3 Key Strategies for Successful Civic Engagement Using Technology
Source: Meeting of the Minds | Sandra Richter | November 14, 2018
I challenge you to become a great smart city catalyst. To transform your community by democratizing access to technology, adapting to your communities’ needs, and learning from your mistakes. Cities are investing in housing, business, transportation, and technology to turn our urban centers into smart places that can cope with unprecedented growth. But there’s one element at the heart of great urban leadership that is often overlooked: driving civic engagement.
At Soofa, we think that the result of successful civic engagement is the betterment of the quality of life for all people in all communities in a city. This happens not necessarily through political processes, rather; through regular, two way communication between city leaders and citizens. For over a decade, I have worked with leaders in government, real estate, and business. Soofa has installed smart urban devices in over 120 cities around the world, and along the way we’ve met countless people and have seen the diverse neighborhoods they build. I have travelled from Europe to the US, worked in China, Japan, and Africa, and have always followed the MIT Media Labs’ principles, which guide our vision at Soofa and have shaped our own principles to enhance civic engagement.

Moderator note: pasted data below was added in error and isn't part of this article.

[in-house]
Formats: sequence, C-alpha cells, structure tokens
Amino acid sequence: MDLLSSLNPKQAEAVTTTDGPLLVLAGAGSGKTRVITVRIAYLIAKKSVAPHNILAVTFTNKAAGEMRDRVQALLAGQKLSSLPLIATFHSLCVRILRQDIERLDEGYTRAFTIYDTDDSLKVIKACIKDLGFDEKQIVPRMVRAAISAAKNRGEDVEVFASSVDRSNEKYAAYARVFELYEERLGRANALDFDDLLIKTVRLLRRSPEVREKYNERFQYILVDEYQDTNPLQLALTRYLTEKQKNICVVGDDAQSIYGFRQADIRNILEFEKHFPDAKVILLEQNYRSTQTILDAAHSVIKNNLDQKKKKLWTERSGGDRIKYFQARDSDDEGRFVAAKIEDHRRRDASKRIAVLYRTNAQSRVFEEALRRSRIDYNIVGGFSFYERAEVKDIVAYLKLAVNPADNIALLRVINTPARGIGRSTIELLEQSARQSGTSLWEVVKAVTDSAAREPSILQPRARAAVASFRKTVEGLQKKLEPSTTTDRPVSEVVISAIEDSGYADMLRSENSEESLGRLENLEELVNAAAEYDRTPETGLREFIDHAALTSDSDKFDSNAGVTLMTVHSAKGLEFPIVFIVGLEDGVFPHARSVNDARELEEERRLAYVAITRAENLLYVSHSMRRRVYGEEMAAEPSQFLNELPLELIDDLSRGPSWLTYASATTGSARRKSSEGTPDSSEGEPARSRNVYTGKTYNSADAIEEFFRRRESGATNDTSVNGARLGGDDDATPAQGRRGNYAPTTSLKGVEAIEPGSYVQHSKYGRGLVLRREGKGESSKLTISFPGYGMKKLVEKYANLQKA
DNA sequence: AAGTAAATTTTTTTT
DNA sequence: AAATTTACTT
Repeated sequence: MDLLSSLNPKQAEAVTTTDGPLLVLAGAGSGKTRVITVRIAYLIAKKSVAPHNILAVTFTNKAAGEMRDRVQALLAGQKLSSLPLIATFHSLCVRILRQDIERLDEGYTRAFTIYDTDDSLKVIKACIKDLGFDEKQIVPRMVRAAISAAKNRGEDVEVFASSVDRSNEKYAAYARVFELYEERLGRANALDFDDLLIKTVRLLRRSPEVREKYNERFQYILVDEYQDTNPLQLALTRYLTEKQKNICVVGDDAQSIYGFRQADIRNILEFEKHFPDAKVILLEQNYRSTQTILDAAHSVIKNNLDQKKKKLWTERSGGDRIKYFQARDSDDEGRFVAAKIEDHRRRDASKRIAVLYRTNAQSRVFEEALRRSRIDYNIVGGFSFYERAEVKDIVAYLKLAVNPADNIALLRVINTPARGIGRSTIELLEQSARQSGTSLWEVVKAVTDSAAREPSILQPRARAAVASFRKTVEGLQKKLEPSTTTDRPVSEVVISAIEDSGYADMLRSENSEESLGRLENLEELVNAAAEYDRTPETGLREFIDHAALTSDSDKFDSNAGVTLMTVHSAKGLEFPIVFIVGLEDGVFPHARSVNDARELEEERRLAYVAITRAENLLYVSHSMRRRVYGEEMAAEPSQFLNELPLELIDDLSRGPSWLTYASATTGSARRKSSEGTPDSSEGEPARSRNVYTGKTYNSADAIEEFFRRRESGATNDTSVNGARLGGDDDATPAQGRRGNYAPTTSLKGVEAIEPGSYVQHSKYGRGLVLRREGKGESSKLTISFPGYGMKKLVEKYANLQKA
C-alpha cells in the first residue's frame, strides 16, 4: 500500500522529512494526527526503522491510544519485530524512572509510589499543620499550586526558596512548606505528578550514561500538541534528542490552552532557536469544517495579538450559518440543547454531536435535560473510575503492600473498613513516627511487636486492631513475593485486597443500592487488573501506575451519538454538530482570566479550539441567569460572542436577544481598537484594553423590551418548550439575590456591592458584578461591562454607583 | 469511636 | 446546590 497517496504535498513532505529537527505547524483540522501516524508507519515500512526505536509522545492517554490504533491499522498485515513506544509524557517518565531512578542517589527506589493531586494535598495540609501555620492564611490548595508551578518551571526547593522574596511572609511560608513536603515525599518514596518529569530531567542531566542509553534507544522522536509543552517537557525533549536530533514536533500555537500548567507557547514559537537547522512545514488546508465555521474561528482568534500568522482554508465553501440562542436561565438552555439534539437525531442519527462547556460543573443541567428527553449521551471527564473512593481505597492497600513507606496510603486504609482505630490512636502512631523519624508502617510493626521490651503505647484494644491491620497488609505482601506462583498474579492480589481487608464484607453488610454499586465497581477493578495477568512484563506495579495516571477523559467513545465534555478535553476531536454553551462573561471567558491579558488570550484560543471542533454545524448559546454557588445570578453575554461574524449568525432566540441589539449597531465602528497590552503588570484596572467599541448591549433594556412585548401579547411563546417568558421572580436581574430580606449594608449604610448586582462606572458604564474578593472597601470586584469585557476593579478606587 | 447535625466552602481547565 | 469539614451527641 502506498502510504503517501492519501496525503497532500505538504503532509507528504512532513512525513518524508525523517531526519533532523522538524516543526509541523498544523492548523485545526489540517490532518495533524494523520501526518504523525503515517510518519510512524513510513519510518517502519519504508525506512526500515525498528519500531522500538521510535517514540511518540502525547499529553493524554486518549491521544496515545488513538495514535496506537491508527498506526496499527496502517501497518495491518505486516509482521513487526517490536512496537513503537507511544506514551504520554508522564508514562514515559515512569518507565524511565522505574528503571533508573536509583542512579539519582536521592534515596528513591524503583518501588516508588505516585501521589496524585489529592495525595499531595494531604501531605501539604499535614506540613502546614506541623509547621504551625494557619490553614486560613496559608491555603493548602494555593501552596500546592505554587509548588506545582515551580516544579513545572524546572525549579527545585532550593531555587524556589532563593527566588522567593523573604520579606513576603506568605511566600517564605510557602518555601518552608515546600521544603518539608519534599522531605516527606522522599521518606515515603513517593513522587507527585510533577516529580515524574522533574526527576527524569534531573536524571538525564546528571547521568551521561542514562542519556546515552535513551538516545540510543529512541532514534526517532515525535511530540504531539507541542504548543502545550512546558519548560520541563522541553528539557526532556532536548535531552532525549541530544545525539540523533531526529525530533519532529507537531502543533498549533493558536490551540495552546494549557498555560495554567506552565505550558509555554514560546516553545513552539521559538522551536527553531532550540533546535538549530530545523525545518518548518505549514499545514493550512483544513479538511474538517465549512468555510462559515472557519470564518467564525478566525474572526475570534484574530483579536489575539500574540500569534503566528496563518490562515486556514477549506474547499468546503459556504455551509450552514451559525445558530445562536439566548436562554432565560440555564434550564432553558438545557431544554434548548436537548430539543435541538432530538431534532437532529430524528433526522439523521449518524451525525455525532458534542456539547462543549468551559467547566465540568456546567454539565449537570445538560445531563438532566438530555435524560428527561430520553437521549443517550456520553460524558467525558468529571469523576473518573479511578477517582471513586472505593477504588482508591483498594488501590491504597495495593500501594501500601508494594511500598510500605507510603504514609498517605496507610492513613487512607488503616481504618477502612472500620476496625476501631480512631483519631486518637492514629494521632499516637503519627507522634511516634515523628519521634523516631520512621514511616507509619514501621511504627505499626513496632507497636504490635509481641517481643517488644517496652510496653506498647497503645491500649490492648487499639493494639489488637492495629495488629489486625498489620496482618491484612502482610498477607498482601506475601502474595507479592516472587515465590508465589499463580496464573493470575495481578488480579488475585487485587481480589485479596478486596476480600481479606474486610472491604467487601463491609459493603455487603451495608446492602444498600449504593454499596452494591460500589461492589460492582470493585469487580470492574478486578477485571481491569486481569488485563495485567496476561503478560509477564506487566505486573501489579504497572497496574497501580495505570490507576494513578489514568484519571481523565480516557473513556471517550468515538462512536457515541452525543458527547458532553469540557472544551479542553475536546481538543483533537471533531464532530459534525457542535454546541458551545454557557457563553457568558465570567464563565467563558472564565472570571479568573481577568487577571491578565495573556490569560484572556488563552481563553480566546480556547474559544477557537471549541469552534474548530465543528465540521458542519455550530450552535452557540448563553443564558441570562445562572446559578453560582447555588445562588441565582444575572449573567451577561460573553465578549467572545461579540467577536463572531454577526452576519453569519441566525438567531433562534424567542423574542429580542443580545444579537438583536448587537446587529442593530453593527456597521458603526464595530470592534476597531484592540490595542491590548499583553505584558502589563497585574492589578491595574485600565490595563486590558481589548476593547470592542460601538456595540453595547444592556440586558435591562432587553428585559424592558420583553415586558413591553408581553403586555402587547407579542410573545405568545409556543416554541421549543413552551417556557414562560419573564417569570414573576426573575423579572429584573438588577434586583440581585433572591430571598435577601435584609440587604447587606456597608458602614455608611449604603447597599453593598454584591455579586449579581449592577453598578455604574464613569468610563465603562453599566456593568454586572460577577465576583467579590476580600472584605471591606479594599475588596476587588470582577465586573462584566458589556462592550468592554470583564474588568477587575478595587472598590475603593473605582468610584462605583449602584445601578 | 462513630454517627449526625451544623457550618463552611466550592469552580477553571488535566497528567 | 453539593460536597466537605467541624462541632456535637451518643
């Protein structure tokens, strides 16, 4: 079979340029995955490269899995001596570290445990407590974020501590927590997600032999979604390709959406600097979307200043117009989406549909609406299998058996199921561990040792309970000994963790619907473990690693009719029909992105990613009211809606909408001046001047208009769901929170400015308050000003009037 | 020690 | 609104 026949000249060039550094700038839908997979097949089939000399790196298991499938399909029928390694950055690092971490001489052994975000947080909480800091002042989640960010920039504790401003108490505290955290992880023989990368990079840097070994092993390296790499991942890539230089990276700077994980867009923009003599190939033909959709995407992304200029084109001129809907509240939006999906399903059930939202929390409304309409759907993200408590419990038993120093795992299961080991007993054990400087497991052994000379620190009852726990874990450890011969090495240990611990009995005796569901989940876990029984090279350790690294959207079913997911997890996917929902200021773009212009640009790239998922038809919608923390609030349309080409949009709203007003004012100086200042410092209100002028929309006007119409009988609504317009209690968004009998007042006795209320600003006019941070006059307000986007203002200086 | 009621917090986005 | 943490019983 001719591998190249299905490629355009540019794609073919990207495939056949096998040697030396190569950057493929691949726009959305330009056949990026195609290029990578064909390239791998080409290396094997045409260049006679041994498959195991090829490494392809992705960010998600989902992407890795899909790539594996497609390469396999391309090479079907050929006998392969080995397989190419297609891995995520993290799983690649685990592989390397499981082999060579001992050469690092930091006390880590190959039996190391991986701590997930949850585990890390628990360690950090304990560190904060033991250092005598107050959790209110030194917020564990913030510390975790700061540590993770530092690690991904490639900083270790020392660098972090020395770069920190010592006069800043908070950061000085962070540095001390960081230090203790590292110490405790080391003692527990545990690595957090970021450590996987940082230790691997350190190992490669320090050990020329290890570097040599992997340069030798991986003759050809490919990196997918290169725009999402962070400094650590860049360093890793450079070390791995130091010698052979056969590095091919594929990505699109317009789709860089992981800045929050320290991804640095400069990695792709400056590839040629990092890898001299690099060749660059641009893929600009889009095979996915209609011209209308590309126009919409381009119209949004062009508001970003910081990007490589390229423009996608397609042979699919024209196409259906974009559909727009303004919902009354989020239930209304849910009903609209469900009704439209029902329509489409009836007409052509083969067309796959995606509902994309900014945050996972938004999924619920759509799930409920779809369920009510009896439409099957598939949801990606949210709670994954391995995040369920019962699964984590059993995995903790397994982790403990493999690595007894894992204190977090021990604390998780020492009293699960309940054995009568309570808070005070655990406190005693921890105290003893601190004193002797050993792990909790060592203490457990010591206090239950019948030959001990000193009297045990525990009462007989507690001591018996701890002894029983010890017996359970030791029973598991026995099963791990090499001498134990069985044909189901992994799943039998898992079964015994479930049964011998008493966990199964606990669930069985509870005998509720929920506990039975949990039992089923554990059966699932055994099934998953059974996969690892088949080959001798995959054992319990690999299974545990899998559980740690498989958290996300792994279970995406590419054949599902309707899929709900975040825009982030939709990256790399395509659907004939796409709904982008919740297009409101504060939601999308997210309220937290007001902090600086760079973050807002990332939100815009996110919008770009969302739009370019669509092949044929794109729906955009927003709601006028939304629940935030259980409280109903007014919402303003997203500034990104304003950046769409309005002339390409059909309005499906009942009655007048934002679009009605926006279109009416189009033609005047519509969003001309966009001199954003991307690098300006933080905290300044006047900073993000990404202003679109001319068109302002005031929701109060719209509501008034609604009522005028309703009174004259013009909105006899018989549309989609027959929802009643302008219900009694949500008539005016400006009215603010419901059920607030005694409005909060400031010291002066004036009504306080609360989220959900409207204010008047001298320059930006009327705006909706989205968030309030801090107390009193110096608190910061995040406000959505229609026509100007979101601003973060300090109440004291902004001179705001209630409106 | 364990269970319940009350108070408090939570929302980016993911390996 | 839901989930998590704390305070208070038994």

The challenge of creating a culture of civic engagement can be daunting. Our strategy to overcome this challenge has been crystalized in a number of design principles for success—among them a flexible engagement platform that everyone, in every neighborhood, can access. Here are the key elements that define Soofa’s approach to successful civic engagement using technology.
1. Make it Easy to Engage Constituents: Provide a Democratized, Easy, and Fun Way for Humans to Promote the Quality of Life in their Community Online and Offline.
Giving a voice to a city, its people, and its businesses is what makes a smart city catalyst truly great and their city fully engaged. Studies show when community members are involved, contributing to the discourse, and acting as owners of change, their community thrives. We need to make it easy to engage online and offline and support catalysts from all neighborhoods, regardless of demographic or socioeconomic status.